By Jeffrey Sachs
One of the most riveting moments of the MDG summit came when a senior adviser of the China Development Bank set out some of today’s global realities. She explained on Tuesday that the Bank has $600bn of assets and plans to boost its Africa portfolio.
She noted China’s world-leading speed in building infrastructure, and its intention to help do so in Africa. And she expressed China’s intention to work not only with national governments but also with international institutions, including the World Bank and the African Development Bank, to get the job done.
The room was electrified, as it were, by the prospect of Africa being electrified so rapidly, with China’s investment, technology, and support. The World Bank, African Union, and African Development Bank had projected a series of maps on the screen indicating Africa’s needs for regional roads, rail, power, and fibre optic grids.
Suddenly, all of it seemed quite doable, in a new world economy in which China uses its vast reserves, talents, and economic interests to help get the job done.
One of the strangest parts of the current global policy environment is that the US and European governments have been relatively disengaged from Africa’s infrastructure challenge.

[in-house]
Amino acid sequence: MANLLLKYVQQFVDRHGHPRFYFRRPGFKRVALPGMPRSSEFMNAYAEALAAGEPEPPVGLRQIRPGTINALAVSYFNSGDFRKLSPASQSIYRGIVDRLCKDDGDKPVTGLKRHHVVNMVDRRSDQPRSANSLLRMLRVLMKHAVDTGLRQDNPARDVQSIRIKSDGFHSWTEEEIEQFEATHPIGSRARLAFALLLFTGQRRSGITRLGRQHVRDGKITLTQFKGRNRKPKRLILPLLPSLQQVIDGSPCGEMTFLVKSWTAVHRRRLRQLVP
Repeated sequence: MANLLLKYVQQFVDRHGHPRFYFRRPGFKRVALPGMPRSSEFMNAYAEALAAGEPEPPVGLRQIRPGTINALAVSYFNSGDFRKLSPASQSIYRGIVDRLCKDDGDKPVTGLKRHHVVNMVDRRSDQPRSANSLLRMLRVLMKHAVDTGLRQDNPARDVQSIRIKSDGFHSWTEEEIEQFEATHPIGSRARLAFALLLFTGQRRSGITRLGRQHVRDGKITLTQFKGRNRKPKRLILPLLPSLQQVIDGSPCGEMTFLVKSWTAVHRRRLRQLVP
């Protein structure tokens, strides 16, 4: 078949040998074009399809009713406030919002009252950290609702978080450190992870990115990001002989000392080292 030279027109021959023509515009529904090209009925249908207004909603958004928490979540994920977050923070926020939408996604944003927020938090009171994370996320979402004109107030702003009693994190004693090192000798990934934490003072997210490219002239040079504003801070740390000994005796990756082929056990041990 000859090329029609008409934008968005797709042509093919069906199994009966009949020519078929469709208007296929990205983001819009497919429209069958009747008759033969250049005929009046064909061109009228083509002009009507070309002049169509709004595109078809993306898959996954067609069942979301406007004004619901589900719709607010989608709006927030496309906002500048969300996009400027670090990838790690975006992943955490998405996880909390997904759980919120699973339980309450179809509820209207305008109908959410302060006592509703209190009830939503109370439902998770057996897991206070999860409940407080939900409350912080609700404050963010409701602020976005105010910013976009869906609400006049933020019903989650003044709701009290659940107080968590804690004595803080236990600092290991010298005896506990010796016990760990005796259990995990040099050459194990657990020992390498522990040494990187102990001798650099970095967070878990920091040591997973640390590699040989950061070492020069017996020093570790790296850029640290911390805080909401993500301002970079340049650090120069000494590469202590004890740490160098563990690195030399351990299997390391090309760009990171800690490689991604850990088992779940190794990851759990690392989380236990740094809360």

The stakes are very high. Many tens of billions of dollars of investments are needed each year. These investments will boost Africa’s growth, cut poverty, and generate income and jobs in the capital-exporting countries as well.
Much of the needed investment in Africa’s roads, rail, power, connectivity, and more, can be financed by the projects themselves, with well-structured long-term loans backed by future payments of electricity rates, or highway taxes, or other project revenues.
Yet it is only China that is active in financing and building Africa’s infrastructure on a large scale, while the US and Europe are on the sidelines, despite world-class infrastructure companies operating at low capacity.
This is an example of the US’s current macroeconomic policy failure: the failure to identify and support pathways to recovery through export-led and investment-led growth.
One of the most interesting interchanges in the room was between a senior advisor to the government of Ethiopia and the CEO of a world-leading telecom technology provider.
The advisor explained that Ethiopia was maintaining its state monopoly on telecoms in order to use government profits to boost access. The telecom CEO explained that it has been open market competition, and not state monopolies, that has resulted in the world-changing boom of mobile telephony to today’s 5bn subscribers, including hundreds of millions of subscribers throughout Africa.
I had a look at the data online during this discussion. Sure enough, in the 139 countries ranked recently by the World Economic Forum regarding cell-phone penetration (subscribers per 100 population), Ethiopia ranked in last place. Time to abandon the state monopoly.